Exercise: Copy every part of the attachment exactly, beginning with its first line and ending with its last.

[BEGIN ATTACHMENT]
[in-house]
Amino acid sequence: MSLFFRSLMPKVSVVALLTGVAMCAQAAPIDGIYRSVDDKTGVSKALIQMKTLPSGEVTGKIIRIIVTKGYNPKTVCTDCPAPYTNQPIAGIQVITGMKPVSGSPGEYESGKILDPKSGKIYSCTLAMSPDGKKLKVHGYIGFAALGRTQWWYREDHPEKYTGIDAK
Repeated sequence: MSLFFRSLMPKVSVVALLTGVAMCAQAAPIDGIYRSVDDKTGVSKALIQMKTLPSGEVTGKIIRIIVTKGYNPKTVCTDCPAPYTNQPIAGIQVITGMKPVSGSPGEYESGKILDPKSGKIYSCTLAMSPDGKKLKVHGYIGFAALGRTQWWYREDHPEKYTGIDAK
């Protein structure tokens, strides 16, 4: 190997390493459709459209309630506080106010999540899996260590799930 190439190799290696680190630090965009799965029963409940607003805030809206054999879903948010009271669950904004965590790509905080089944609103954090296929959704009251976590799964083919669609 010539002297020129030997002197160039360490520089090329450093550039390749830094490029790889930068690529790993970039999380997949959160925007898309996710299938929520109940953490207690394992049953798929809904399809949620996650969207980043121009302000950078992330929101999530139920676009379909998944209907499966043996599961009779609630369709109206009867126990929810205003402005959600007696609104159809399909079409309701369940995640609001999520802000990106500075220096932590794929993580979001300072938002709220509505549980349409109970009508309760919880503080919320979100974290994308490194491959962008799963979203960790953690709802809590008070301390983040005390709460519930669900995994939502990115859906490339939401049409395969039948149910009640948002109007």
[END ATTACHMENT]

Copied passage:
[in-house]
Amino acid sequence: MSLFFRSLMPKVSVVALLTGVAMCAQAAPIDGIYRSVDDKTGVSKALIQMKTLPSGEVTGKIIRIIVTKGYNPKTVCTDCPAPYTNQPIAGIQVITGMKPVSGSPGEYESGKILDPKSGKIYSCTLAMSPDGKKLKVHGYIGFAALGRTQWWYREDHPEKYTGIDAK
Repeated sequence: MSLFFRSLMPKVSVVALLTGVAMCAQAAPIDGIYRSVDDKTGVSKALIQMKTLPSGEVTGKIIRIIVTKGYNPKTVCTDCPAPYTNQPIAGIQVITGMKPVSGSPGEYESGKILDPKSGKIYSCTLAMSPDGKKLKVHGYIGFAALGRTQWWYREDHPEKYTGIDAK
């Protein structure tokens, strides 16, 4: 190997390493459709459209309630506080106010999540899996260590799930 190439190799290696680190630090965009799965029963409940607003805030809206054999879903948010009271669950904004965590790509905080089944609103954090296929959704009251976590799964083919669609 010539002297020129030997002197160039360490520089090329450093550039390749830094490029790889930068690529790993970039999380997949959160925007898309996710299938929520109940953490207690394992049953798929809904399809949620996650969207980043121009302000950078992330929101999530139920676009379909998944209907499966043996599961009779609630369709109206009867126990929810205003402005959600007696609104159809399909079409309701369940995640609001999520802000990106500075220096932590794929993580979001300072938002709220509505549980349409109970009508309760919880503080919320979100974290994308490194491959962008799963979203960790953690709802809590008070301390983040005390709460519930669900995994939502990115859906490339939401049409395969039948149910009640948002109007």